2012 Conference Presentation
For many years, researchers, policymakers and planners have called for the development of integrated service delivery models in order to address the perpetual problem of poorly coordinated, inefficiently delivered aged care for older persons in Australia; yet only a small number of providers in New South Wales have moved in this direction. Of the 619 aged care service providers studied, only six per cent have adopted an integrated aged care service structure with a wide array of community and residential services as well as some of the necessary integrating mechanisms-–i.e., case management or information systems.
This paper contributes to the on going interest in integrated care by investigating the factors associated with adoption of integrated aged care service structures. The paper presents results from multinomial logistic regression modelling that reveal non-profit providers, those with common sponsorship, and with greater capacity (more beds and community services) are more likely to adopt integrated structures. These results are illuminated by case studies of a subset of these "innovators" where both the decision-making process around the adoption of the integrated structures and the culture of innovation are explored. The discussion is placed within the current policy context where Australia is poised to create additional opportunities for the development of integrated systems for aged care, as it will soon start a new approach to financing its major aged care service programs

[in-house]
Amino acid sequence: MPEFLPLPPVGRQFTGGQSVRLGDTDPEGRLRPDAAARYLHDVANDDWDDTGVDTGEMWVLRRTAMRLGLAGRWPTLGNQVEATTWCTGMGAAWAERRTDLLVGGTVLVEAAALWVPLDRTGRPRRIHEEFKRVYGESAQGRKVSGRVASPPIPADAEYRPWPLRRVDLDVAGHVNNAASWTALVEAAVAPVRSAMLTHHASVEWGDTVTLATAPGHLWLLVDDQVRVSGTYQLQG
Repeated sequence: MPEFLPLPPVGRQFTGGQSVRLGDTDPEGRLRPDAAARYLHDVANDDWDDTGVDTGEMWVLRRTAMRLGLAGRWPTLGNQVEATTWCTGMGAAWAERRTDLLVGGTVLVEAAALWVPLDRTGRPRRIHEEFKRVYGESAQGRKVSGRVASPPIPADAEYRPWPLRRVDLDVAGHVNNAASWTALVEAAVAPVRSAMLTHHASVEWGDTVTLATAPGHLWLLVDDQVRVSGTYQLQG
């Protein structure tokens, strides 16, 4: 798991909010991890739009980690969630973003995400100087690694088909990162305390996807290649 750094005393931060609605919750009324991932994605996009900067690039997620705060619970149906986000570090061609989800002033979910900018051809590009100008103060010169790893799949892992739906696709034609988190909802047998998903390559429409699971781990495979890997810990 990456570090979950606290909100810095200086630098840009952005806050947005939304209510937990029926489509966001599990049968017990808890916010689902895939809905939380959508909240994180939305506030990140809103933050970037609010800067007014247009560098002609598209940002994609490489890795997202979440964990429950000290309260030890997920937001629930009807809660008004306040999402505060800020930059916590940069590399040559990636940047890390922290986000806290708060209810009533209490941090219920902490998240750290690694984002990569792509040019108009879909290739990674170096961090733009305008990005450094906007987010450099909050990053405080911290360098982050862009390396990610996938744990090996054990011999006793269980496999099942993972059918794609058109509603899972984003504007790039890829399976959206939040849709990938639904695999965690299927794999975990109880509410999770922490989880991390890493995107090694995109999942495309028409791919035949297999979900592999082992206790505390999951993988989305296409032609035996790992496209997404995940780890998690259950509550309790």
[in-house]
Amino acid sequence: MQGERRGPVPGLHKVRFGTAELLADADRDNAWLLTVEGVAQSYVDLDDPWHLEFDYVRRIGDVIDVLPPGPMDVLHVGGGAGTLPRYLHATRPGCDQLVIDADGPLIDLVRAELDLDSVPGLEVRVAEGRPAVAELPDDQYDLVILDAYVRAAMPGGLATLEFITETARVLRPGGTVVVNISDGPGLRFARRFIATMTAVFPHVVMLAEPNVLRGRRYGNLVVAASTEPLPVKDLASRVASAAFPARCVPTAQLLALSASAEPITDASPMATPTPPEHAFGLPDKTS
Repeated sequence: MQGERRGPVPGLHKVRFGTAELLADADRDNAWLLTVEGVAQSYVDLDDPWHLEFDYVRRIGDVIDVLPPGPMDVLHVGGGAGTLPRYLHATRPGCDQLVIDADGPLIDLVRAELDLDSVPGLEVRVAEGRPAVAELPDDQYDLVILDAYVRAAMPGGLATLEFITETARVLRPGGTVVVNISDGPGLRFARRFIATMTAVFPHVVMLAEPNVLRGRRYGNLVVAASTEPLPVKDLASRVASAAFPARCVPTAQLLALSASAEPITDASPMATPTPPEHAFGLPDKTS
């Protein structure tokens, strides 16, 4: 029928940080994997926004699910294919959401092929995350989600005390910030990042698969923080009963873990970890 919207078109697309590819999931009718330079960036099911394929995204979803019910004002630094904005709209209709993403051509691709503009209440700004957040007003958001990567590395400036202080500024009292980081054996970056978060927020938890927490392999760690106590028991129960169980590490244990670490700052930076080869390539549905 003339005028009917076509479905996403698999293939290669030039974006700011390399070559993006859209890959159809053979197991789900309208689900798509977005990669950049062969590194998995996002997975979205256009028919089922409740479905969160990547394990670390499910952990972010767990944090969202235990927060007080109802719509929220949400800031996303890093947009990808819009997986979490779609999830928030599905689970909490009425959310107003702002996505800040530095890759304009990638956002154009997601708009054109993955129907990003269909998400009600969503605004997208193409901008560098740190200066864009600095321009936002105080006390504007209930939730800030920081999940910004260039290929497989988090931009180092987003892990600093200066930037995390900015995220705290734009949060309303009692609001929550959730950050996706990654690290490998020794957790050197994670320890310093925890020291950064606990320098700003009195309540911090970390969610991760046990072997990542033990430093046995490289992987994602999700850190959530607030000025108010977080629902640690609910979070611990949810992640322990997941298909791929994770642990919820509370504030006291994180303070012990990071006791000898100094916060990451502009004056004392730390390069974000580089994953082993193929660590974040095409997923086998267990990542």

In July 2012, the Commonwealth is to take over fully policy, funding and operational responsibility for the major ageing programs including those programs for which responsibility was formerly shared with the States and Territories. In exchange, the States and Territories will be fully responsible for funding support services for people with disabilities under the age of 65. The Commonwealth can strengthen its capacity to deliver integrated aged care by using this new financial arrangement to remove previous barriers between streams of money. This allows them to offer more flexible arrangements with providers so savings can be used for things like additional services, care coordination and other kinds of integration infrastructure. Moreover, an open competitive bidding process is used for contracting with aged care providers “who can best meet the identified care needs of the community.” Presumably this determination of who can best meet the needs of the community must take into account a number of factors including the extent to which service integration is available. By now having information about how best to target capacity building, the Commonwealth is in a position to significantly increase aged care service integration in the near future.